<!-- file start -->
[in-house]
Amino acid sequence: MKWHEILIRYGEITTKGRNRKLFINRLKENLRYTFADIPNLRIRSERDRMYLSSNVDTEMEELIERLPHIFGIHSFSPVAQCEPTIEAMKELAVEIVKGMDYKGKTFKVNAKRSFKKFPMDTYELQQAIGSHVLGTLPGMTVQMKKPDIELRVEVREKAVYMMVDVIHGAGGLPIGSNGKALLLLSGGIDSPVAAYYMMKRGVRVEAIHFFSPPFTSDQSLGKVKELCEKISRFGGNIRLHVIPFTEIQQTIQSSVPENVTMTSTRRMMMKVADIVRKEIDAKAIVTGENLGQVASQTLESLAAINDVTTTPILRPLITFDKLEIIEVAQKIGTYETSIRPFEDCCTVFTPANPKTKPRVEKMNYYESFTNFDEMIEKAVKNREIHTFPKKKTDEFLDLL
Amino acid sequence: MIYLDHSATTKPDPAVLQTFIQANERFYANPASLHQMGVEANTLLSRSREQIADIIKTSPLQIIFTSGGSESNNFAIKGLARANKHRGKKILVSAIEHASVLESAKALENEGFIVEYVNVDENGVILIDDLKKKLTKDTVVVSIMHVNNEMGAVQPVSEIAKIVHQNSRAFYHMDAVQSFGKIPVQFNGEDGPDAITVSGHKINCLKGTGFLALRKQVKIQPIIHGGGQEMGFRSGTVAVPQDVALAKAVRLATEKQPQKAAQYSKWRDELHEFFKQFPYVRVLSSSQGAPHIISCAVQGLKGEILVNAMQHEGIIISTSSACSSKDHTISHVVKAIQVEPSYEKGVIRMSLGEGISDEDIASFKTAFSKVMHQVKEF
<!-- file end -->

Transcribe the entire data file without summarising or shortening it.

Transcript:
[in-house]
Amino acid sequence: MKWHEILIRYGEITTKGRNRKLFINRLKENLRYTFADIPNLRIRSERDRMYLSSNVDTEMEELIERLPHIFGIHSFSPVAQCEPTIEAMKELAVEIVKGMDYKGKTFKVNAKRSFKKFPMDTYELQQAIGSHVLGTLPGMTVQMKKPDIELRVEVREKAVYMMVDVIHGAGGLPIGSNGKALLLLSGGIDSPVAAYYMMKRGVRVEAIHFFSPPFTSDQSLGKVKELCEKISRFGGNIRLHVIPFTEIQQTIQSSVPENVTMTSTRRMMMKVADIVRKEIDAKAIVTGENLGQVASQTLESLAAINDVTTTPILRPLITFDKLEIIEVAQKIGTYETSIRPFEDCCTVFTPANPKTKPRVEKMNYYESFTNFDEMIEKAVKNREIHTFPKKKTDEFLDLL
Amino acid sequence: MIYLDHSATTKPDPAVLQTFIQANERFYANPASLHQMGVEANTLLSRSREQIADIIKTSPLQIIFTSGGSESNNFAIKGLARANKHRGKKILVSAIEHASVLESAKALENEGFIVEYVNVDENGVILIDDLKKKLTKDTVVVSIMHVNNEMGAVQPVSEIAKIVHQNSRAFYHMDAVQSFGKIPVQFNGEDGPDAITVSGHKINCLKGTGFLALRKQVKIQPIIHGGGQEMGFRSGTVAVPQDVALAKAVRLATEKQPQKAAQYSKWRDELHEFFKQFPYVRVLSSSQGAPHIISCAVQGLKGEILVNAMQHEGIIISTSSACSSKDHTISHVVKAIQVEPSYEKGVIRMSLGEGISDEDIASFKTAFSKVMHQVKEF